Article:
Provinces and territories of Canada

top-level subdivisions of Canada
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Political map of Canada.png

Canada, a country and sovereign state in the northern part of North America, is made up of thirteen administrative divisions: ten provinces and three territories. The different levels of government in Canada are based on the principles of a federation: those of each of the provinces and territories share power with the federal government. The territories' governments have a more limited set of powers versus the federal government than that of the provinces'.

The provinces are in the south of Canada, near the border with the United States. They go from the Atlantic Ocean in the east to the Pacific Ocean in the west. The territories are to the north, where fewer people live, close to the Arctic Circle and Arctic Ocean.

Here is a list of the provinces and territories, and their standard abbreviations, with their capitals (the cities where their governments are based) and largest cities. Canada's national capital, where the federal government meets, is Ottawa.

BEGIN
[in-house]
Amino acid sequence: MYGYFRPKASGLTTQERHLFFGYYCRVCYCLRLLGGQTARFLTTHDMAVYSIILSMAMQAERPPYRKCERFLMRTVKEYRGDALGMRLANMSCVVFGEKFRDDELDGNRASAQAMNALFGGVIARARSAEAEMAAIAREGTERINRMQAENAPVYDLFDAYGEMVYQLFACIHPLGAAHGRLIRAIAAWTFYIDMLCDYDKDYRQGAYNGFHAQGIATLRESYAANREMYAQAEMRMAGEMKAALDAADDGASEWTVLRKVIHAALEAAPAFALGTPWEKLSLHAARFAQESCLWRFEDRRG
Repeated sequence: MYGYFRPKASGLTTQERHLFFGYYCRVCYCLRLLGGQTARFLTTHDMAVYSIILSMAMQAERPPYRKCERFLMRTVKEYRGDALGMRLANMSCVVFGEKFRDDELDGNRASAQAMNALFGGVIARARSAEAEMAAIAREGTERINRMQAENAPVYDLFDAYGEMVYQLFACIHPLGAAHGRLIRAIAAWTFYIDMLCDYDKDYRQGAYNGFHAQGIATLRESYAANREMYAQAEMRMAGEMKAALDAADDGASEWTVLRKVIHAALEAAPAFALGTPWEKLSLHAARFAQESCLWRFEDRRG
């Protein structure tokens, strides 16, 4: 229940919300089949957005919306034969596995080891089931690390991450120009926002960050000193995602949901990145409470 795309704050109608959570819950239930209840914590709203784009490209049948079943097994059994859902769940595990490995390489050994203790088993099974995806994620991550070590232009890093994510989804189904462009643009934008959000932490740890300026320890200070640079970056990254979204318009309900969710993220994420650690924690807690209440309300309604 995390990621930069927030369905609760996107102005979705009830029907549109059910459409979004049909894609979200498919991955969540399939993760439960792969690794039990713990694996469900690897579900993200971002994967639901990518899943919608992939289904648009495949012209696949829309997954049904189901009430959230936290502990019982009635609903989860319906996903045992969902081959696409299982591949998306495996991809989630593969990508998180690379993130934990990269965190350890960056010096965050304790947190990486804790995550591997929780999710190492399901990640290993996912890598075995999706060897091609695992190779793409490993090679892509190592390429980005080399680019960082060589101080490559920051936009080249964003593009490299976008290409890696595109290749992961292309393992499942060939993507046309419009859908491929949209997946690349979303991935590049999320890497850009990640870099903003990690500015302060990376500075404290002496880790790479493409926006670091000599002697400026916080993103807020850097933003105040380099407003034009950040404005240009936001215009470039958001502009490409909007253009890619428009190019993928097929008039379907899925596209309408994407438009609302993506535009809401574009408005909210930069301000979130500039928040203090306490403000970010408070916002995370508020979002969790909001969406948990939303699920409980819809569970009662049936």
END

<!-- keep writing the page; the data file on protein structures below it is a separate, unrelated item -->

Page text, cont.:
Province name Abbreviation Capital city[1] Largest city (if not the capital)
Alberta AB Edmonton Calgary
British Columbia BC Victoria Vancouver
Manitoba MB Winnipeg
New Brunswick NB Fredericton Moncton
Newfoundland and Labrador NL St. John's
Nova Scotia NS Halifax
Ontario ON Toronto
Prince Edward Island PE Charlottetown
Quebec QC Quebec City Montreal
Saskatchewan SK Regina Saskatoon
Territory name Abbreviation Capital city Largest city (if not the capital)
Yukon YT Whitehorse
Nunavut NU Iqaluit
Northwest Territories NT Yellowknife


  1. "Provinces and Territories". Government of Canada. 2013. Archived from the original on February 9, 2010. Retrieved August 6, 2013.